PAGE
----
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Creating Agile Businesses
3. Entrepreneurial Classics / June 1st, 2002     A+ | a-

Authors: Jeff Shuman and Jan Twombly

A Business Week cover story makes the observation that “Suddenly, running GE is a whole new ball game.” Of course they’re right. But let’s be honest, in our increasingly interconnected, customer-centric global economy, successfully running GE, or for that matter, any company, is a whole new ball game. And it’s a game with new rules and new players. But most importantly, to win in this new game of business you have to be agile.

But what is meant by agility and how do you create an agile business?

Although Webster’s Dictionary defines agility as “marked by the ready ability to move with quick easy grace,” current business use modifies the definition in a subtle but very important way. As it is commonly used, agility is viewed as the ability to quickly respond to changed conditions. Which makes sense since change is, in and of itself, reactionary in nature. You respond to new or different but nevertheless changed circumstances. Consequently, change is a surprise and no matter how much one learns to tolerate it, because it is unexpected, change causes stress on the individuals involved and on the company. With this understanding of change we can see why the language used in business makes agility an internal ability driven by external events. The idea is that the company needs the agility to adapt to change as quickly and as seamlessly as possible. However, we must also point out that because of the surprise and the stress aspects of change, it is viewed as a frequent but unwelcome guest.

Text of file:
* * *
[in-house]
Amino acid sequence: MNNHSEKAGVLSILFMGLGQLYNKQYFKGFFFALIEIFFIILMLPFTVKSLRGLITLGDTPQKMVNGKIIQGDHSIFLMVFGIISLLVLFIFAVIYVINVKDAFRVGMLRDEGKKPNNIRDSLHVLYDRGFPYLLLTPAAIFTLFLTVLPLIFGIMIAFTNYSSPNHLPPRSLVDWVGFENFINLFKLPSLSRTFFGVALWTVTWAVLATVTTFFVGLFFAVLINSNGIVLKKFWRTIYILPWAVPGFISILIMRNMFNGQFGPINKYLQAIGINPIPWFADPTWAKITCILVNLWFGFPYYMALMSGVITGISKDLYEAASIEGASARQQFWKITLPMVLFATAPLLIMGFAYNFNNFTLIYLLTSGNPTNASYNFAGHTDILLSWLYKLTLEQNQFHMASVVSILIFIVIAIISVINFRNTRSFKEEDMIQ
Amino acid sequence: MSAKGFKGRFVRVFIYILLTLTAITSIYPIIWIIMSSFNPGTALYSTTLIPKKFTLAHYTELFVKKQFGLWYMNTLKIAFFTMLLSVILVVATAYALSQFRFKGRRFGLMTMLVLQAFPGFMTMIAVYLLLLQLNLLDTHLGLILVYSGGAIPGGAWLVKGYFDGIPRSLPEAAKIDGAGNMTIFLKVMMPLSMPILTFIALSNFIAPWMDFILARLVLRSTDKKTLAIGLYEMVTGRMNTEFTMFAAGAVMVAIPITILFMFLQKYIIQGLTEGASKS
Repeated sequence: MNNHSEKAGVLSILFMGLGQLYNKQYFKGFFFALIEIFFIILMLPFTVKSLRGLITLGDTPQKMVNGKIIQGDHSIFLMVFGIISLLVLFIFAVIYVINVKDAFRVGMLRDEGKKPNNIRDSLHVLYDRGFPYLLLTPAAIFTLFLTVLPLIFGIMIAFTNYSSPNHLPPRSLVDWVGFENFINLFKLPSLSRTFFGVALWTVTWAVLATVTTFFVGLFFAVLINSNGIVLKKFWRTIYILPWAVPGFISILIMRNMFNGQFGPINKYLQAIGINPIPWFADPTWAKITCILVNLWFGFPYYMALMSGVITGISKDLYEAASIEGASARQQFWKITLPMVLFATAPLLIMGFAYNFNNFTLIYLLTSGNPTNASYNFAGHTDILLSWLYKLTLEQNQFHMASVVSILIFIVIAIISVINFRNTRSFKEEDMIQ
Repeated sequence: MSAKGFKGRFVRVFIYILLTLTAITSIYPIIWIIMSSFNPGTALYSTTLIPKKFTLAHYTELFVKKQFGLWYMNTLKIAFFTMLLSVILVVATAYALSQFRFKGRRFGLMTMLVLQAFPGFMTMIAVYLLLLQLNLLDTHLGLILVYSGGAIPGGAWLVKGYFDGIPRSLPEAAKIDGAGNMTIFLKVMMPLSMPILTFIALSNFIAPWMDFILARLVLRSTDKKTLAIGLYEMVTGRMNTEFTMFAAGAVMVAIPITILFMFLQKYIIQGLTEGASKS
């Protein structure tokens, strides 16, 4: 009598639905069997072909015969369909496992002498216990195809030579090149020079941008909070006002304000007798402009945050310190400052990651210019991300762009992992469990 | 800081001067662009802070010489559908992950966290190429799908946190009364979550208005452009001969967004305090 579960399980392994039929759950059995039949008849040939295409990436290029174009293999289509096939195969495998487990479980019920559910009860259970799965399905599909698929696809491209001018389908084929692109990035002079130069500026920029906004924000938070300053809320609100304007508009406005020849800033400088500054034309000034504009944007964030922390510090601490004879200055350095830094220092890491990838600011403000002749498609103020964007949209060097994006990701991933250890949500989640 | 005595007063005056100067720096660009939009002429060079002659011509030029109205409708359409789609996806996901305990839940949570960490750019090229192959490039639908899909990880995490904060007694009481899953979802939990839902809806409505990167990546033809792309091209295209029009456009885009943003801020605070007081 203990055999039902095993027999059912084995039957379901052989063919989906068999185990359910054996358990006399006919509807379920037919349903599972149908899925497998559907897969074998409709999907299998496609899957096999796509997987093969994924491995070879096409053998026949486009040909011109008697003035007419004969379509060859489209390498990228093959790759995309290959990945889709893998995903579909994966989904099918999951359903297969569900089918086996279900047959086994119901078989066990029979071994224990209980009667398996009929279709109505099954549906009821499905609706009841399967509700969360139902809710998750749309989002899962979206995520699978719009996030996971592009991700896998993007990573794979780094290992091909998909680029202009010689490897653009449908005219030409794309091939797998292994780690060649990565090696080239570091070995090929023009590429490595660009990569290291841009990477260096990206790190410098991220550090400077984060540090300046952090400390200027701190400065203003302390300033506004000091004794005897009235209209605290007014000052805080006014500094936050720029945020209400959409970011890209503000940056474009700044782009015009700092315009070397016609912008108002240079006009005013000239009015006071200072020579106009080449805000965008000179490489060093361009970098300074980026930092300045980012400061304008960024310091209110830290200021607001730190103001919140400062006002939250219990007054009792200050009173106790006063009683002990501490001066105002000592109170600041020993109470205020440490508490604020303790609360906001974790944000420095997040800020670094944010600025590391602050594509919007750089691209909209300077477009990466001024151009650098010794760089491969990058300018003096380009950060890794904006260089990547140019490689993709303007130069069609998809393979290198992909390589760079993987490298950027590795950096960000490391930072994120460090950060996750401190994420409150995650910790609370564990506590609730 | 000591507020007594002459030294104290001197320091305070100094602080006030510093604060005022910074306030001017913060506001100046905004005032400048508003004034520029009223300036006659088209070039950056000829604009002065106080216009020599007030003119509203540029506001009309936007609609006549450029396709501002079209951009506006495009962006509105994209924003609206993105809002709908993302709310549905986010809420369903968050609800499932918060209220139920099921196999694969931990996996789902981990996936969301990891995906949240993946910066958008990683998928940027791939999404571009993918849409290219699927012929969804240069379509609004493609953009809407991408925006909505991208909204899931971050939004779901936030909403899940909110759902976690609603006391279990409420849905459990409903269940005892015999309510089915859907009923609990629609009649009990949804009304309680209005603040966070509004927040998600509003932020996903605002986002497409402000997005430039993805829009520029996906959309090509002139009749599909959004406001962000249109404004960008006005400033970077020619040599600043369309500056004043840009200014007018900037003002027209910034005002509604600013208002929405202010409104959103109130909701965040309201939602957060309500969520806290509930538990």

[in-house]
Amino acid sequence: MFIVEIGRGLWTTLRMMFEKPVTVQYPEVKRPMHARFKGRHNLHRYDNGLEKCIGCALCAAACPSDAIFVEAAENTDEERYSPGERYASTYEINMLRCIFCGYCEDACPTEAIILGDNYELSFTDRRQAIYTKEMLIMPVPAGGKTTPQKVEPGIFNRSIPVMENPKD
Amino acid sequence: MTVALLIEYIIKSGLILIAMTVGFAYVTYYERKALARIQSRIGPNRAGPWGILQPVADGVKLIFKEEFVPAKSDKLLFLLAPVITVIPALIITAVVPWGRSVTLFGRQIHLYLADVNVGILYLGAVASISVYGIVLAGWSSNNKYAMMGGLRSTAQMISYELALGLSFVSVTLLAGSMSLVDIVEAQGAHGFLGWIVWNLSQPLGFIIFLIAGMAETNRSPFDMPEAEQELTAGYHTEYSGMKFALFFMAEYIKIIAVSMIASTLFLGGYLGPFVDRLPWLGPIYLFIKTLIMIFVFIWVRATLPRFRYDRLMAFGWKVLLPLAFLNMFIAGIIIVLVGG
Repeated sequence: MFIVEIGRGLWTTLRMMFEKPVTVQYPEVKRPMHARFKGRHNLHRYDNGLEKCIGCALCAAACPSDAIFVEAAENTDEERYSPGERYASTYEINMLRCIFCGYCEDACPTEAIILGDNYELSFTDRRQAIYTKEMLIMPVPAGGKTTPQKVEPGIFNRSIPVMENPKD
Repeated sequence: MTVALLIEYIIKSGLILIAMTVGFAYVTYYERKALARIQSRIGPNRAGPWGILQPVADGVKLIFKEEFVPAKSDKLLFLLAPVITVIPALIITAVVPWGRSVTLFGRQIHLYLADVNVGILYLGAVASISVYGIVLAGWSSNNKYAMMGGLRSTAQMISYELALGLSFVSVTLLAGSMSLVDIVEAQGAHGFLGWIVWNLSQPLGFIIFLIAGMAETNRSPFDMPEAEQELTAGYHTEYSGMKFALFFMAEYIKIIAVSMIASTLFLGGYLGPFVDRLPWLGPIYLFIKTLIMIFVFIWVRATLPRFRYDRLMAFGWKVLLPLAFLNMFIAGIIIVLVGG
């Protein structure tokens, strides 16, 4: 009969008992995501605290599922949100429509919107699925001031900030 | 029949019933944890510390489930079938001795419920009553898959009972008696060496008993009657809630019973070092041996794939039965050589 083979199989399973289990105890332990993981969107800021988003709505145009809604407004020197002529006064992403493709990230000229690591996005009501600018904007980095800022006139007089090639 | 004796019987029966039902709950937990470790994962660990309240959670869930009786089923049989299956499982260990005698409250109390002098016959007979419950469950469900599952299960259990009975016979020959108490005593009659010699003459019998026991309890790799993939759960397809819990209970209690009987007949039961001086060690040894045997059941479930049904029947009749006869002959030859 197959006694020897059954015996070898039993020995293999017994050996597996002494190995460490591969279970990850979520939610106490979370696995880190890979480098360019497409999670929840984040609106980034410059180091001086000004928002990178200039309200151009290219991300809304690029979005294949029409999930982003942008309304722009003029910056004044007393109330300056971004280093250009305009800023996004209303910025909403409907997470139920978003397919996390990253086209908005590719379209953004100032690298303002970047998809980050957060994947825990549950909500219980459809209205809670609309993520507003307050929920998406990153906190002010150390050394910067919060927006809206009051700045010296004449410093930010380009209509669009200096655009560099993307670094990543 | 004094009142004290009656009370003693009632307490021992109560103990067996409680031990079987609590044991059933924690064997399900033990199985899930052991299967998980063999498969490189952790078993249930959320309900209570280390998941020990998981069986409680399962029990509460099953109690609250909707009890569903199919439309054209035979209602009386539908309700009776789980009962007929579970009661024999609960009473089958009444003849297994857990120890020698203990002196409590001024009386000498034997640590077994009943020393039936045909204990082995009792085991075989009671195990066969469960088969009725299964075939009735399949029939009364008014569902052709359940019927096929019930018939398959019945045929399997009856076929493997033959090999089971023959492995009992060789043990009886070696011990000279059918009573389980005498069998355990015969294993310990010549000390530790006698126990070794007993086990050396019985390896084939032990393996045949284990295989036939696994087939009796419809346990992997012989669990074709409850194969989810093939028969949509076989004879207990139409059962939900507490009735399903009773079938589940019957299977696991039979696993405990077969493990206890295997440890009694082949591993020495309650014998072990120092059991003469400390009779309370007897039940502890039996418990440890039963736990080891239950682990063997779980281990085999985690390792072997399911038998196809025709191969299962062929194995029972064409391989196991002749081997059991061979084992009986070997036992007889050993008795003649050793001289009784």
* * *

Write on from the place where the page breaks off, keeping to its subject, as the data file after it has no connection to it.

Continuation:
Unfortunately, this reaction and negative attitude toward change does not help to reduce business risk. Businesses need to be proactive not reactive. They need to be anticipatory not reactionary. They need to view change positively not negatively.


In today’s business environment managers must cope with a set of factors that make business riskier than ever. Disruptive technologies, low-cost global competition, and formidable competitors like Dell, Wal-Mart, or Amazon can enter new markets and wipe out incumbents nearly overnight. Few customers have loyalty to any one company and happily switch affiliations when presented with a better experience.

Indeed, the very fact that customers are increasingly served by a network of partners, not a single entity, presents a whole new set of risks. Companies risk losing essential skills or expertise to their partners.

Proprietary know-how is more valuable than ever, yet it is harder to protect and even harder to determine its useful life. And failure by one party can have a domino effect on the other parties’ reputations in the customers’ eyes.

These are risks that can’t be hedged with financial instruments. Instead, they require agile strategies that manage the downside while positioning the company to reap the benefits from the opportunities it pursues. This proactive approach to risk management requires knowledge, insight, access, and trust that only come through relationships. Thus, agility is not an externally driven ability. It is an internal condition rooted in the company’s ability to put in place at any one time the right relationships to create the monetary and non-monetary currencies that provide the sources of value needed to produce desired financial outcomes.

Agile businesses have rhythm. They sense order within chaos, make decisions, and take action with quick, easy grace. They balance risk and reward. They’re process driven organizations that get the right information to the right person at the right time to deliver true business value. They are leaders in innovation.